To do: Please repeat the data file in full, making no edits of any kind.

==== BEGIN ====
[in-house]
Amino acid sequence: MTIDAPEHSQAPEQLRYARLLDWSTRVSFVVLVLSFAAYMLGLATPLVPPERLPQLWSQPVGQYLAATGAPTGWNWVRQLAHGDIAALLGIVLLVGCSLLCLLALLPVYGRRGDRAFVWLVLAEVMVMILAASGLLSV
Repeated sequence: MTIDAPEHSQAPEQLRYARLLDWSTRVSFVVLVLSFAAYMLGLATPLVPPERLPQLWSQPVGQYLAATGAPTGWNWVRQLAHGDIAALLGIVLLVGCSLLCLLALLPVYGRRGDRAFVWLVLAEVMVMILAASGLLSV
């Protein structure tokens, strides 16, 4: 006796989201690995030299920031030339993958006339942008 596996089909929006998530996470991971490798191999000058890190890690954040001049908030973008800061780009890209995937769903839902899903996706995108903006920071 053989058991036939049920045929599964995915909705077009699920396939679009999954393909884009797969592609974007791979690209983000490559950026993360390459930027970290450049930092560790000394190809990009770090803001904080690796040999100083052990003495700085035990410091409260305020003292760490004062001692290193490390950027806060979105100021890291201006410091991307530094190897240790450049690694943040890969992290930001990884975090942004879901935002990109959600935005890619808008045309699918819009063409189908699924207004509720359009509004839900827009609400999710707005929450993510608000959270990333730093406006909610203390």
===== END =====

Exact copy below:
[in-house]
Amino acid sequence: MTIDAPEHSQAPEQLRYARLLDWSTRVSFVVLVLSFAAYMLGLATPLVPPERLPQLWSQPVGQYLAATGAPTGWNWVRQLAHGDIAALLGIVLLVGCSLLCLLALLPVYGRRGDRAFVWLVLAEVMVMILAASGLLSV
Repeated sequence: MTIDAPEHSQAPEQLRYARLLDWSTRVSFVVLVLSFAAYMLGLATPLVPPERLPQLWSQPVGQYLAATGAPTGWNWVRQLAHGDIAALLGIVLLVGCSLLCLLALLPVYGRRGDRAFVWLVLAEVMVMILAASGLLSV
């Protein structure tokens, strides 16, 4: 006796989201690995030299920031030339993958006339942008 596996089909929006998530996470991971490798191999000058890190890690954040001049908030973008800061780009890209995937769903839902899903996706995108903006920071 053989058991036939049920045929599964995915909705077009699920396939679009999954393909884009797969592609974007791979690209983000490559950026993360390459930027970290450049930092560790000394190809990009770090803001904080690796040999100083052990003495700085035990410091409260305020003292760490004062001692290193490390950027806060979105100021890291201006410091991307530094190897240790450049690694943040890969992290930001990884975090942004879901935002990109959600935005890619808008045309699918819009063409189908699924207004509720359009509004839900827009609400999710707005929450993510608000959270990333730093406006909610203390």